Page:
Wednesday, September 9, 2015

Roger Utnehmer on Nonpartisan Redistricting Reform in Wisconsin

The following is a statement made on Wednesday, September 9, 2015 by Common Cause in Wisconsin Board Member Roger Utnehmer at a press conference in Green Bay on recently-introduced legislation to end partisan gerrymandering in Wisconsin:

Common Cause is a citizens lobby that advocates for clean open government and campaign and redistricting reform.

Being a broadcaster for 38 years has made me a fiscally-conservative capitalist and a socially-liberal progressive.

I’ve voted for Republicans and Democrats.

I crammed four years of college into seven working for a Republican state senator and ran for the assembly in 1974 as a Republican.

My background makes me like a lot of people in Wisconsin, the political middle-ground, people who can support Republicans on fiscal issues and Democrats on social issues.

People like me make the case that redistricting reform, preservation of the Government Accountability Board and over-turning Citizens United are bi-partisan issues.

The message I have today is simply this; the most patriotic civic engagement people can make today is to become involved with Common Cause and support redistricting reform.

Tuesday, September 1, 2015

Wisconsin as Russia

By Bill Kraus

“In Russia, the law was not there to protect citizens and people, it was there to aid authorities. The law was not meant to be used by citizens, but by the state.”

This quote is from the book RED NOTES by Bill Browder (Yes, that Browder. His grandfather was Earl Browder, the face of the Communist Party in the United States for many years in the middle of the last century).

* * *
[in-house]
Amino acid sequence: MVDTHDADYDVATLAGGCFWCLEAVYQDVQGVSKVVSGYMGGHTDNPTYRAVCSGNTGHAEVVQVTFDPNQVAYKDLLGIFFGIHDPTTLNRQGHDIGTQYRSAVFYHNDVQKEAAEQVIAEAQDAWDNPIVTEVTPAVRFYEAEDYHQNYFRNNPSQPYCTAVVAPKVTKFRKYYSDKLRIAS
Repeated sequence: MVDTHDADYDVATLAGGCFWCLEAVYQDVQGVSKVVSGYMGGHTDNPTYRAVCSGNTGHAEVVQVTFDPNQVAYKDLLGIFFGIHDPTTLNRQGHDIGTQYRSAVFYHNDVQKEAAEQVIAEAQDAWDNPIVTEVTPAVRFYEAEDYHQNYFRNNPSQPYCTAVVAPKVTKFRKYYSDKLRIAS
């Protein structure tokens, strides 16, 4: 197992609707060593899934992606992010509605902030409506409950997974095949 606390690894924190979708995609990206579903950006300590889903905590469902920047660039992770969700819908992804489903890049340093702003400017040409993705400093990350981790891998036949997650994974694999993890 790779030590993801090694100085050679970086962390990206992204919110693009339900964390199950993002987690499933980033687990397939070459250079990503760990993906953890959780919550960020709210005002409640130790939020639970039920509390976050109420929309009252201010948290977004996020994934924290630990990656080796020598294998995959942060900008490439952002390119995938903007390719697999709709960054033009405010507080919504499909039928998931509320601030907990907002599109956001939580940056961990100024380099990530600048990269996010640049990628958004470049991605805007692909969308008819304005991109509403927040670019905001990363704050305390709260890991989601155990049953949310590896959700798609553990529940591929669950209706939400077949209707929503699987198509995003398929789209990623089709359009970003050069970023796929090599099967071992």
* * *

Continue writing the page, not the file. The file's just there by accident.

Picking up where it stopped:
The context is unimportant.

What is important is that it calls to mind a series of laws enacted and proposed in Wisconsin in recent years.

Tuesday, July 21, 2015

The game is rigged

By Bill Kraus

The massively anti-government 2015 state government budget is almost law.

It is hard to find anyone who isn’t offended by something in this radical document.

The losers range from the entire education establishment where the iconic UW system took a large hit and the vaunted public education apparatus got a combination of competition and less money down to the people who wanted to cross some railroad tracks to get to their favorite fishing hole.

I asked the then Secretary of the Department of Administration Mike Heubsch whether there had been any pushback from the legislature. This was early. He said “no.”

This changed somewhat as the budget worked its way through the Joint Finance Committee and the individual legislators began to hear from their constituents about the harm being done to traditional Wisconsin institutions and values.